UIHistories Project: A History of the University of Illinois by Kalev Leetaru
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, earliest of its g-enus to spring- u p in t h e southern Illinois prairies. I t is said to foe Blower in growth t h a n other species. porcina. Brown Hickory or Pig Nut Hickory, native, Lapham. Noted in fourteen counties by t h e geological surveys. Most common it would seem in t h e south, " T h e wood is considered by m a n y t h e strongest and t o u g h e s t of t h e h i c k o r i e s . " —Bryant. A large t r e e . amara*, Bitter Nut or Swamp Hickory, native, L a p h a m . The n u t has a softer shell t h a n t h e last, and t h e wood is less valuable. Noted in geological survey as occurring-in several counties, nearly all of which are n o r t h e r n .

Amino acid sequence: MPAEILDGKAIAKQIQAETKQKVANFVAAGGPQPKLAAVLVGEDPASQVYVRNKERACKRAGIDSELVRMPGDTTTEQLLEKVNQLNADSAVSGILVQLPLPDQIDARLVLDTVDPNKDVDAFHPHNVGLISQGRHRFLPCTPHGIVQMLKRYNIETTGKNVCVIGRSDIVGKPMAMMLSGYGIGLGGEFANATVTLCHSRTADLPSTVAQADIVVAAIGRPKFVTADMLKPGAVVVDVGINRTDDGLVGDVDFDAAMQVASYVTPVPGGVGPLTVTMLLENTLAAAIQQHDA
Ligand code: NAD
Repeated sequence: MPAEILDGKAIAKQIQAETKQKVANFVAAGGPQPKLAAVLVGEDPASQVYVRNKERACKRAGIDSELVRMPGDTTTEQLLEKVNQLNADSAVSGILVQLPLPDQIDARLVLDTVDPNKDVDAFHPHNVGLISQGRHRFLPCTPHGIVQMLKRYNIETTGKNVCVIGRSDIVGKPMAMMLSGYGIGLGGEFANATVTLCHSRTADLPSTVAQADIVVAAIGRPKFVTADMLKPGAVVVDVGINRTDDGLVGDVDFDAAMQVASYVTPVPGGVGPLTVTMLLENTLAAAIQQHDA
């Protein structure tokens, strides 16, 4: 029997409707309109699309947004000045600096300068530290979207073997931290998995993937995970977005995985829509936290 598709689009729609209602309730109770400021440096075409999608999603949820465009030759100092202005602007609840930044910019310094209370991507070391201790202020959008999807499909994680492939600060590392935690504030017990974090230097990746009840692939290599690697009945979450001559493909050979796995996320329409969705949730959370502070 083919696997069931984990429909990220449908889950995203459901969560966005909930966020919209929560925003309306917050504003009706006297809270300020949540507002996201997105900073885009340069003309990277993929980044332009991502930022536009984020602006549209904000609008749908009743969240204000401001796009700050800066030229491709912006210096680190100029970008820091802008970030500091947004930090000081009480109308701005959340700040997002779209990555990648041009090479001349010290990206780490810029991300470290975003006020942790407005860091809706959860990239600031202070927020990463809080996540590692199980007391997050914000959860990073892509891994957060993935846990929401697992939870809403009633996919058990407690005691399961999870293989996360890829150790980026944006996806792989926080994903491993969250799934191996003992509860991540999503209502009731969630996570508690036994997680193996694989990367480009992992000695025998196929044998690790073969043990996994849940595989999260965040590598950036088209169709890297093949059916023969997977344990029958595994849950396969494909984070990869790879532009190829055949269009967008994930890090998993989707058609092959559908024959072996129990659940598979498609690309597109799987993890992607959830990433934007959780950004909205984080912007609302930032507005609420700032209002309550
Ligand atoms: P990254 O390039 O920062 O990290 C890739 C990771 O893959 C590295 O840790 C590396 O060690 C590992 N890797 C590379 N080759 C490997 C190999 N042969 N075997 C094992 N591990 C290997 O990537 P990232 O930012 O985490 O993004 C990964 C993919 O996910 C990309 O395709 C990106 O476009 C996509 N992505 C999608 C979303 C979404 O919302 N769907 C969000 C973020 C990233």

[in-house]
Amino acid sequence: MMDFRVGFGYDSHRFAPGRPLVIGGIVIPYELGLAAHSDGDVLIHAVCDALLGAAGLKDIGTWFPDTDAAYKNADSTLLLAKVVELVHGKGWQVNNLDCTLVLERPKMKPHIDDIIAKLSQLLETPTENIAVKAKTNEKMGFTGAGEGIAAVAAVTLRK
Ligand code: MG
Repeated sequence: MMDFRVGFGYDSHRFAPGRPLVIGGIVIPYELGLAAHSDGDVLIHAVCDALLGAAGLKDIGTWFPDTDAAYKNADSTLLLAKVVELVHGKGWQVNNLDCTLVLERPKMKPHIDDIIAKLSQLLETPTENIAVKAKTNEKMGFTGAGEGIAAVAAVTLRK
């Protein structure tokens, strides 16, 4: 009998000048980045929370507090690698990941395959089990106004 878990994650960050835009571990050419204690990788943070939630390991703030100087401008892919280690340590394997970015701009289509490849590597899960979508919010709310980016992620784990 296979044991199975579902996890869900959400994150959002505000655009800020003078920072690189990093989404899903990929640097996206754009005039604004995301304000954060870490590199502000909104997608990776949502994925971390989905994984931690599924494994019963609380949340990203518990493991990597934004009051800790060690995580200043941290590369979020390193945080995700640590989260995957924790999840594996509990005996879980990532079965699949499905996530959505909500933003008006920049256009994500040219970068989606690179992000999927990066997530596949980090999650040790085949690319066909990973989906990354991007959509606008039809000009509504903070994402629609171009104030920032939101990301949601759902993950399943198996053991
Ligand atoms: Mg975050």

QUEREUS, Oak robur, European or JRnplish Oak. Planted from E u r o p e for o r n a m e n t only, for which its habit of holding its leaves green is said to give it a preference, [Meehan]. alba, White Oak, native, Lapham. Noted in 28 counties by t h e nreological reports and probably found in g r e a t e r or less quantity (n every county, although the oldei trees are now termed " s l a u g h t e r e d . " Mr. Ridgeway m e a s u r e d .near Mt. Carmel, 6 white oaks t h a t averaged 132 feet in height, 60feet of t r u n k and YiY% in girth. Prof. Swallow, in Howard county, Mo., measured one 100 feet high and 26 in circumference. " W h e r e v e r strength, compactness and durability are required, it is preferred to t h a t of any other tree."-—Bryant. obtusiloba, Post Oak, Rough or Box White Oak, native, L a p h a m . Mentioned in t h i r teen counties, all southern, by t h e geological survey. It makes b u t a small t r e e in southern Illinois, b u t is larger and valuable in A r k a n s a s and other southern s t a t e s . The timber is hard, heavy and durable, the acorns sweet and sought for by wild pigeons, etc. " A l m o s t u n k n o w n in the n o r t h e r n p a r t of t h e s t a t e . " — V a s e y . macrocarpa, Bur Oak, Over-cup or Mossy-cup Oak, native, L a p h a m . E n u m e r a t e d in fifteen counties by t h e geological survey, and no doubt found t h r o u g h o u t t h e s t a t e . In t h e n o r t h e r n counties it is an upland tree, however, while in t h e southern it is confined so far as I have seen to t h e bottom lands. A like fact is noticed by Swallow, thnt " t h e r e is a zone in north Missouri t h r o u g h o u t which it is found a b u n d a n t ly on the hills, seeming to u s u r p the place of the white o a k . ' ' I suppose it is a question of drainage. An over-cup, Wabash county, according to Mr. Ridg-eway, measured 163 feet in height, its t r u n k 79 feet, and its girth 21. A tree measured by Prof. Swallow, in Howard county, Mo., was 125 feet high and 20 in g i r t h . I t is a large, handsome, valuable t r e e . Well authenticated hybrids of two, alba, L., and macrocarpa, Michx, are known in Menard and Winnebago counties. var. lyrata, Walt, Union county, Vasey; Wabash Schneck. bicolor, Swamp White Oak, native, Lapham. The geological survey reports it in sevent e e n counties in various p a r t s of t h e state. Is found t h r o u g h o u t the s t a t e on low lands, according- to Bryant, and r a n k s n e x t to the white oaks in value for t i m b e r . prinus, Swamp Chestnut Oak, native, L a p h a m . " T h e swamp chestnut oak, Mr. L a p h a m found n e a r Janesville, Wis., which is not far from our northern state l i n e . ' ' — Brendel. Dr. Worden thought he identified this t r e e in Madison county. v a r . monticola. Bock Chestnut Oak, native, L a p h a m ; Madison county, Brendel. P r o fessor Swallow measured this oak in Mississippi county, Mo., 110 feet high and 18 feet girth. var. acuminata, Yellow Cliestnut Oak, native, L a p h a m ; Menard, Sangamon and Madison counties, V a s e y ; Peoria Tazewell, Cook and Winnebago counties. Brendel. One h u n d r e d feet high and 20 feet in girth in Howard county, Mo Swallow. The above species and its varieties are all of good size, and their t i m b e r valuable. Their botanical n o m e n c l a t u r e mixed. phellos, Willow Oak, native, Massac; g-eological report, \ r ol. 1, Wabash valley and county, rare,*- Ridgeway. Found also " i n t h e rich bottoms of southeast Missouri " says Professor Swallow, who measured one in New Madrid county 100 feet high and 9 feet in girth. iinbricana, Laurel or Shingle Oak, pine oak of some sections, native, L a p h a m . Mentioned in nine southern and central counties by Geological Survey. Brendel says this t r e e is not found in L a p h a m ' s Wisconsin list, and thinks it is wanting in Cook and Winnebago counties. F r o m Joliet southward, P a t t e r s o n . nigra, Black-Jack or Barren Oak, native, L a p h a m ; Johnson, P e r r y , Clinton and Morgan, Geological Survey. " G r o w i n g in St. Clair Marion and Menard counties. Seems to have its northern limits in Middle Illinois."—Brendel; n e a r Chicago, B a b cock. triloba, Michx. Union county, Wolf. leanna, N u t t . This is probably a hybrid between Q. imbricana and Q. n i g r a . It occurs in Peoria county, Brendel; Fulton, Wolf; in Southern Illinois, Forbes." falcata, Spanish Oak, native, Vasey; Hardin, Johnson, Pulaski, Massac, Pope, Alexander, Geological Survey; Wabash county, Ridgeway; (150 feet high, 75 feet to a limb, and 20 feet in circumference). Ninety feet high, 26 feet in girth in New Madrid county Mo., Swallow. coccinea, Scarlet Oak, native, L a p h a m ; Champaign. var. tinctoria quercitron, Yellow-Barked or Black Oak, native, L a p h a m ; " G r o w e v e rywhere in t h e woods of Illinois."—Brendel. rubra, Red Oak, native, L a p h a m ; Champaign county, Macauley. " O n e of t h e most common species in the woods of Illinois."—Bryant. palustris, Swamp, Spanish or Pin Oak, native, L a p h a m ; Madison, Hardin, Johnson, Massac, Pope, Jackson, Marion, Jefferson and Fulton counties, Geological R e p o r t . Champaign county.